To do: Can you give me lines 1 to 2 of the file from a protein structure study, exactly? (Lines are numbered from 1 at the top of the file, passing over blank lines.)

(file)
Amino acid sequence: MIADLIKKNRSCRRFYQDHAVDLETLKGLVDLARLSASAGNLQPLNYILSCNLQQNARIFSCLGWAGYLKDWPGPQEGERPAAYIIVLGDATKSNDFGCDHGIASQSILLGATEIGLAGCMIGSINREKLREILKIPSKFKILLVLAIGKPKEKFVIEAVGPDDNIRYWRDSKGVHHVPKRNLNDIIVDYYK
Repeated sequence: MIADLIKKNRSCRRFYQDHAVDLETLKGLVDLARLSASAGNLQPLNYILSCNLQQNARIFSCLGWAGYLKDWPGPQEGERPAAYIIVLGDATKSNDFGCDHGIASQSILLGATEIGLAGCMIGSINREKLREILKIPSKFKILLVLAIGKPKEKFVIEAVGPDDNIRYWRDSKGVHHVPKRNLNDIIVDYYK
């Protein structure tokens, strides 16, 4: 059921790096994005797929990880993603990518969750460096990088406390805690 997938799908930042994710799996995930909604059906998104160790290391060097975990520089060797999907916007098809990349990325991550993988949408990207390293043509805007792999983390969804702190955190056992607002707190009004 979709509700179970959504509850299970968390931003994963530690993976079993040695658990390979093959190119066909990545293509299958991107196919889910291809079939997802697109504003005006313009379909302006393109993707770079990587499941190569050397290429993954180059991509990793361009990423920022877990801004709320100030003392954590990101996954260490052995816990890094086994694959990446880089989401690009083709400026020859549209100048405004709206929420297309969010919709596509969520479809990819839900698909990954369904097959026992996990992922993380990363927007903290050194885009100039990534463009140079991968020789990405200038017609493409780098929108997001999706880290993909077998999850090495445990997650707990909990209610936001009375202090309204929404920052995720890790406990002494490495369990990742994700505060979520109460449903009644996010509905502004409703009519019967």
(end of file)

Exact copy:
Amino acid sequence: MIADLIKKNRSCRRFYQDHAVDLETLKGLVDLARLSASAGNLQPLNYILSCNLQQNARIFSCLGWAGYLKDWPGPQEGERPAAYIIVLGDATKSNDFGCDHGIASQSILLGATEIGLAGCMIGSINREKLREILKIPSKFKILLVLAIGKPKEKFVIEAVGPDDNIRYWRDSKGVHHVPKRNLNDIIVDYYK
Repeated sequence: MIADLIKKNRSCRRFYQDHAVDLETLKGLVDLARLSASAGNLQPLNYILSCNLQQNARIFSCLGWAGYLKDWPGPQEGERPAAYIIVLGDATKSNDFGCDHGIASQSILLGATEIGLAGCMIGSINREKLREILKIPSKFKILLVLAIGKPKEKFVIEAVGPDDNIRYWRDSKGVHHVPKRNLNDIIVDYYK